American Doctor who eradicated small pox dies at 87
American doctor and public health official, Donald Henderson, who eradicated small pox in the 1960s and 70s dies at 87.
He died on Friday in the University of Pittsburgh Medical Center Baltimore after suffering a broken hip complication.
Klag said Henderson “led the World Health Organization’s successful 10-year effort to eradicate smallpox, one of the greatest public health achievements in history. Smallpox is the only human disease ever to have been eradicated.”
“He was an incredible raconteur who had, it seemed, a million stories about his life in public health,” Klag said, “ranging from the influenza epidemic of 1957 to running the WHO smallpox program to initiating and leading our nation’s preparedness and response efforts for bioterrorism.”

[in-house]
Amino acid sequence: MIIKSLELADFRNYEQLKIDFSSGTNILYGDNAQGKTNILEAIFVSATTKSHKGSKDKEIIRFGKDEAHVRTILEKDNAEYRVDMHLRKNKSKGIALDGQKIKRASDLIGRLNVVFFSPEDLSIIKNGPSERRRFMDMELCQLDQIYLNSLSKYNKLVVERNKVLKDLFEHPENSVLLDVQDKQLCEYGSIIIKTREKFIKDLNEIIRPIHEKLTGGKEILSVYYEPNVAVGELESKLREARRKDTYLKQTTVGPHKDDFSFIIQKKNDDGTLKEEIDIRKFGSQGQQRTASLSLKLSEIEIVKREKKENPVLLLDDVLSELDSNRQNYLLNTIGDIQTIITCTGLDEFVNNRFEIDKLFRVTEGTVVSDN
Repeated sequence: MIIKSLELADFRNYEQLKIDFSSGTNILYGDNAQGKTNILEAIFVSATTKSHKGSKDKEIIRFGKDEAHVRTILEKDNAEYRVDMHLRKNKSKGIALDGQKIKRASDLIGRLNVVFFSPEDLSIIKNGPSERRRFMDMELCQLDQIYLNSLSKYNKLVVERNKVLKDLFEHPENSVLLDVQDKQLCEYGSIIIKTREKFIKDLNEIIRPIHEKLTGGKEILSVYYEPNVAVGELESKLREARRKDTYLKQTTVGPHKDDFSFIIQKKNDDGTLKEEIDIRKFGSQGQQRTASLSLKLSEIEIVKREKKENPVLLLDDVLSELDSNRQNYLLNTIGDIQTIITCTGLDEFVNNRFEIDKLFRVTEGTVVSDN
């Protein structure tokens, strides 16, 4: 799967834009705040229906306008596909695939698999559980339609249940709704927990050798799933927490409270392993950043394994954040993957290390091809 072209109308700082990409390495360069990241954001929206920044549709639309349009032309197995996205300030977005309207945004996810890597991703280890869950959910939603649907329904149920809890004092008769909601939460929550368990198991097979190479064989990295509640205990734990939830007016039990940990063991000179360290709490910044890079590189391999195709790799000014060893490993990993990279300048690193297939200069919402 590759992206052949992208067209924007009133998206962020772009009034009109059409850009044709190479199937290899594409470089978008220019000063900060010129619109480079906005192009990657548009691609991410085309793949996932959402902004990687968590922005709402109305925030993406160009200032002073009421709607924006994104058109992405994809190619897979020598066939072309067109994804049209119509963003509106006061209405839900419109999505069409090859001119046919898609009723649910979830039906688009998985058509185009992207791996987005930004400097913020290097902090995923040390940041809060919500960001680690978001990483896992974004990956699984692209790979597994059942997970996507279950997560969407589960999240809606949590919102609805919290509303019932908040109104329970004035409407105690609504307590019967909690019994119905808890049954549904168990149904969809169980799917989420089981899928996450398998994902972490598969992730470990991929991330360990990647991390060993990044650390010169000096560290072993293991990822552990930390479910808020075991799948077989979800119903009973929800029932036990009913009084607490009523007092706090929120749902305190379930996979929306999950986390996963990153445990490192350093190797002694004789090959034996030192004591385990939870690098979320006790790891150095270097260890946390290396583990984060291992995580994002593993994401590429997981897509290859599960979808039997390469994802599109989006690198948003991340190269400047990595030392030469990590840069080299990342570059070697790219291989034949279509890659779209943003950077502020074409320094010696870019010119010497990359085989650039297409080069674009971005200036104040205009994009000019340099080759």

“D.A. Henderson truly changed the world for the better,” the University of Pittsburgh Medical Center’s Tom Inglesby said in a statement. “With all of that, he still took the time to be a mentor to countless young people, and was a great friend. He is truly irreplaceable.”
Small pox causes severe pains to victims symptoms are fever, nausea, lesions on body and even death. Anyone that survives might become blind or be disfigured.
Henderson is survived by his wife Nana, daughter Leigh, and sons Douglas and David.